A group of beekeepers in the West Philadelphia area plan to establish an apiary (also known as a bee yard) in a quarter-acre meadow within the Woodlands Cemetery in West Philadelphia. Backed by UC Green, an organization which serves to promote cooperative community greening, the beekeepers claim that teaching about proper apiary maintenance will be a means of promoting sustainable environmental stewardship. In addition, local volunteer beekeeper Daniel Duffy will be leading a workday structured curriculum with his goal being to “empower high school students from underserved communities.”
According to Duffy, a member of the Philadelphia Beekeepers Guild (established in 2009) “Beekeeping has a history of serving as an educational tool and here it will establish pathways to employment.” Not only will this program teach the student beekeepers organizational skills that will be helpful for future employment, but it will also become the first bee-yard-to-farm-stand youth program in the Philadelphia area. The students involved will learn to manage part of the apiary and then eventually sell their own honey and pollen to local farmers markets.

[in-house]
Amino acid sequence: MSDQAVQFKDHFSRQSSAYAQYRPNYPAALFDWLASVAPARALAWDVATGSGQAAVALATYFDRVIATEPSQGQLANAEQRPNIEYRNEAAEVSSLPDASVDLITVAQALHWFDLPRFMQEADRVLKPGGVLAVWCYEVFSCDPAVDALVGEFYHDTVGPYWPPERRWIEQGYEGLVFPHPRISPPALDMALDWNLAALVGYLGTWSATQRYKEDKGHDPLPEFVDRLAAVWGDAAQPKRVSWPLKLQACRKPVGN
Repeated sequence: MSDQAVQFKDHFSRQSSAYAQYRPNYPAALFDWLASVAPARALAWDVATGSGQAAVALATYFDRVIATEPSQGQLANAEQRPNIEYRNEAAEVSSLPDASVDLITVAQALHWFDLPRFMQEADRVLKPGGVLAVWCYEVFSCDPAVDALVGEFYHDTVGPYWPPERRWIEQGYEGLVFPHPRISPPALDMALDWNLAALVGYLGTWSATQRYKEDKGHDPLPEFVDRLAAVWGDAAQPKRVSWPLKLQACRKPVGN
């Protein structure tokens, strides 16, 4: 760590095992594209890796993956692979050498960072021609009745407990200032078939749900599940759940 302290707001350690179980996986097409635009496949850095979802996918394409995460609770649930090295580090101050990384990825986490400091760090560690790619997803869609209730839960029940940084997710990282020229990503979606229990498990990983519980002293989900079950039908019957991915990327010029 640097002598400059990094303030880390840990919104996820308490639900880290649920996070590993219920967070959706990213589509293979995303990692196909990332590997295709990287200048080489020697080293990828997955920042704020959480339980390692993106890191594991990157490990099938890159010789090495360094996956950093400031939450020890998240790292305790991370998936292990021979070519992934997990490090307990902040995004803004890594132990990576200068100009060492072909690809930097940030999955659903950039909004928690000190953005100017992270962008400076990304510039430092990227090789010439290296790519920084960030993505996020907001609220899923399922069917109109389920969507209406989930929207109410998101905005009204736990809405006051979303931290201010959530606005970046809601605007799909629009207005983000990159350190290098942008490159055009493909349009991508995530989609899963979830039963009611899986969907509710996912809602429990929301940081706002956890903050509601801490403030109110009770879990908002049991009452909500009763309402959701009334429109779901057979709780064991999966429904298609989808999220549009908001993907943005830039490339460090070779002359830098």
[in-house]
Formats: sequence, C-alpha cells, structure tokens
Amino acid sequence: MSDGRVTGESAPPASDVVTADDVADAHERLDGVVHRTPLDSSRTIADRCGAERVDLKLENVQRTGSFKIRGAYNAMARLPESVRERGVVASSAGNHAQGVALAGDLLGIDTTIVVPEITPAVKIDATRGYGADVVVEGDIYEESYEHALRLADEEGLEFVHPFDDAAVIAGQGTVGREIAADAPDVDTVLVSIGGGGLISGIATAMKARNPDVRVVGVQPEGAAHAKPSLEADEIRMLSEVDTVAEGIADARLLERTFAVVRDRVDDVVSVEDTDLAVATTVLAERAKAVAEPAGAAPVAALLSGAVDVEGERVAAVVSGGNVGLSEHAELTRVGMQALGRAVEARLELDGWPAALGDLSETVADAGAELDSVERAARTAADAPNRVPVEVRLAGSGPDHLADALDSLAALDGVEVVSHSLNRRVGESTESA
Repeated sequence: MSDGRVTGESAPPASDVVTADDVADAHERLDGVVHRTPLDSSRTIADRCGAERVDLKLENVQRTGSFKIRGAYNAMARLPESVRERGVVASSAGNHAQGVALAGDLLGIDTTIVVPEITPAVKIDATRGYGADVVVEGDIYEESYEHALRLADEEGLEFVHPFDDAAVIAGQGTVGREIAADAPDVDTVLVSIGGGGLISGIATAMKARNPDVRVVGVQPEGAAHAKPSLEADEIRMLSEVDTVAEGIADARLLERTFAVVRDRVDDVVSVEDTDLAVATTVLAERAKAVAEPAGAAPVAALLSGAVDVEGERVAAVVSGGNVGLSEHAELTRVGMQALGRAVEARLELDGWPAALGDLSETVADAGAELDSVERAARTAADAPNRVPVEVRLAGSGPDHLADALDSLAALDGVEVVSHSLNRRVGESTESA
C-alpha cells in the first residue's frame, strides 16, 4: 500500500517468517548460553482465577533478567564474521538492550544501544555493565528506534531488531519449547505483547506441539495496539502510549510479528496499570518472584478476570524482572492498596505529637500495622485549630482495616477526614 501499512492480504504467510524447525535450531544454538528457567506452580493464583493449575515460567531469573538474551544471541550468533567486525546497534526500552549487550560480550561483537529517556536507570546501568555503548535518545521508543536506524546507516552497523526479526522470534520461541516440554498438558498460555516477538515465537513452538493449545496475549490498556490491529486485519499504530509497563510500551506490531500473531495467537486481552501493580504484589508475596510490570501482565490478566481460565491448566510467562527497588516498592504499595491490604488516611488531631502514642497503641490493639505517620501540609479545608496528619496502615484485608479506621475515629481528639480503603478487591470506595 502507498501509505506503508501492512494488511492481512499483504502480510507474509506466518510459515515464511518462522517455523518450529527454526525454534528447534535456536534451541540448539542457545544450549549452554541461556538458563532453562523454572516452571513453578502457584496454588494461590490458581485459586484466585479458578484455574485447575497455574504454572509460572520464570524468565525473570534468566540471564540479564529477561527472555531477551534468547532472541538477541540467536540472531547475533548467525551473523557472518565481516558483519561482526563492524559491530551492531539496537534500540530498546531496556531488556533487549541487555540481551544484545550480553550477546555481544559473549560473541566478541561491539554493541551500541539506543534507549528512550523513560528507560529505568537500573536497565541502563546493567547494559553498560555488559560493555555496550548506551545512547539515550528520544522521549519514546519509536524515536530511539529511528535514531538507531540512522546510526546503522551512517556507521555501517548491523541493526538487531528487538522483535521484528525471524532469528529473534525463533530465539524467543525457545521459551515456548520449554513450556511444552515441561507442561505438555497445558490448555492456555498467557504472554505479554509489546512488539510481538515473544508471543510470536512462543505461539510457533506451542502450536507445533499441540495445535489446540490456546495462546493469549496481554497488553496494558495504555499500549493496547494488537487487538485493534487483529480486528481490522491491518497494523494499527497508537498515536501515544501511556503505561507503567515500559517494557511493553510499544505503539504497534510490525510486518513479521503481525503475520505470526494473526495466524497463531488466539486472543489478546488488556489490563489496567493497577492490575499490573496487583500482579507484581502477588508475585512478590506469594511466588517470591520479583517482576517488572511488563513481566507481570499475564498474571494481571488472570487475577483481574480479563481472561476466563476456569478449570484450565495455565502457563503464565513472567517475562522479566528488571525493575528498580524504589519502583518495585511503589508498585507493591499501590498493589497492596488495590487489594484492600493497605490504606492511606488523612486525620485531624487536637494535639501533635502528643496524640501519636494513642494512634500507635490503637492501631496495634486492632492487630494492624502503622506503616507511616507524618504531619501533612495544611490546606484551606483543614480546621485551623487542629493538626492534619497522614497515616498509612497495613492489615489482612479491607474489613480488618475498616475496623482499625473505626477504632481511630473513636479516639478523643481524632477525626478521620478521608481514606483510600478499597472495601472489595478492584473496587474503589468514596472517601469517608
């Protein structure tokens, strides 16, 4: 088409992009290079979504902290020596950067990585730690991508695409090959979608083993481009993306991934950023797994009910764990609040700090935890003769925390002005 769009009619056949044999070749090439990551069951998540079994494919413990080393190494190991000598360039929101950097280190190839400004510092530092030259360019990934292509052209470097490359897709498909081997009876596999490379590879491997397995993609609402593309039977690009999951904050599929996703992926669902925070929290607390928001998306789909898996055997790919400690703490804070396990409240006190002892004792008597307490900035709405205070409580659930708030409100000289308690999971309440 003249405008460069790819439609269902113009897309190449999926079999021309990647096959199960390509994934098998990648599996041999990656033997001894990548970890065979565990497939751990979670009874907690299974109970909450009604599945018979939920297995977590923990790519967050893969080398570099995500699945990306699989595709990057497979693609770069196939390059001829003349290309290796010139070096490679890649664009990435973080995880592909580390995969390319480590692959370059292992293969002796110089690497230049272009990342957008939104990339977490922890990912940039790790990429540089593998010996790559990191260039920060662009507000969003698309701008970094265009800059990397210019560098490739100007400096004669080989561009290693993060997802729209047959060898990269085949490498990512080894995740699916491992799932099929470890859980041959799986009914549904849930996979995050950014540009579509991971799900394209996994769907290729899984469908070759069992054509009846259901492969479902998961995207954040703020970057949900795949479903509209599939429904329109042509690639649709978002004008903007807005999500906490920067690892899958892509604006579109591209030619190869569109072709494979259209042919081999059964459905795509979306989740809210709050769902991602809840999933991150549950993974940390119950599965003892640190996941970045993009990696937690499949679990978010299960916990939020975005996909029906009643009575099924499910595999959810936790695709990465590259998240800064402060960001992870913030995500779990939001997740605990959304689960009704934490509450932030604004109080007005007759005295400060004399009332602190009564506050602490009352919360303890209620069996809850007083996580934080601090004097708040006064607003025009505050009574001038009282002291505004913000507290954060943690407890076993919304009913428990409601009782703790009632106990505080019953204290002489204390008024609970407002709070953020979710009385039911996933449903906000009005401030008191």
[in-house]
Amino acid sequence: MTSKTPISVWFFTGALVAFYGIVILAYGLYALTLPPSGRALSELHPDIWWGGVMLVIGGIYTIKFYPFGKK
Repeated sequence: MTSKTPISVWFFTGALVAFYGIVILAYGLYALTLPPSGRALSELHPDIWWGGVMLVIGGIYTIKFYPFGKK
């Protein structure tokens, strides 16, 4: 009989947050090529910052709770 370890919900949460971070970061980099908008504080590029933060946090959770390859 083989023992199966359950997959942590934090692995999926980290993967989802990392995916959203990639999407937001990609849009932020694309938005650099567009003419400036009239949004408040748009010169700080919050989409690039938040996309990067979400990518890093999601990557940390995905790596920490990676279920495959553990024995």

In wake of rapidly dwindling bee populations, many important commercial beekeepers have abandoned the seemingly dying trade. The Woodlands Community Apiary, and all CSA’s alike (Community Supported Apiary), offers both an alternative to commercial beekeeping, and hopefully a solution to the dying swarms of bees. The critical difference between city apiaries and those in farm country has to do with the bees’ exposure to the chemical treatment and pesticides. It is believed that the use of pesticides can be partially blamed for the disappearing masses, as it leads to reduced variability among pollen types, thus making the bees less resistant to parasites. Without the pesticide treatment, it is believed that bees will gain the necessary resilience to combat these same parasites that are the cause of their demise.
The Woodlands Community Apiary has recently received enough funding to begin their project. They have already established community partnerships with Philly Rooted (to sell their products) and Philadelphia Beekeepers Guild, Milk and Honey Market, and Enterprise Center (to train student participants). With such good ideas in support of great causes, we really wish this project much success in the future. —-Alex Graziano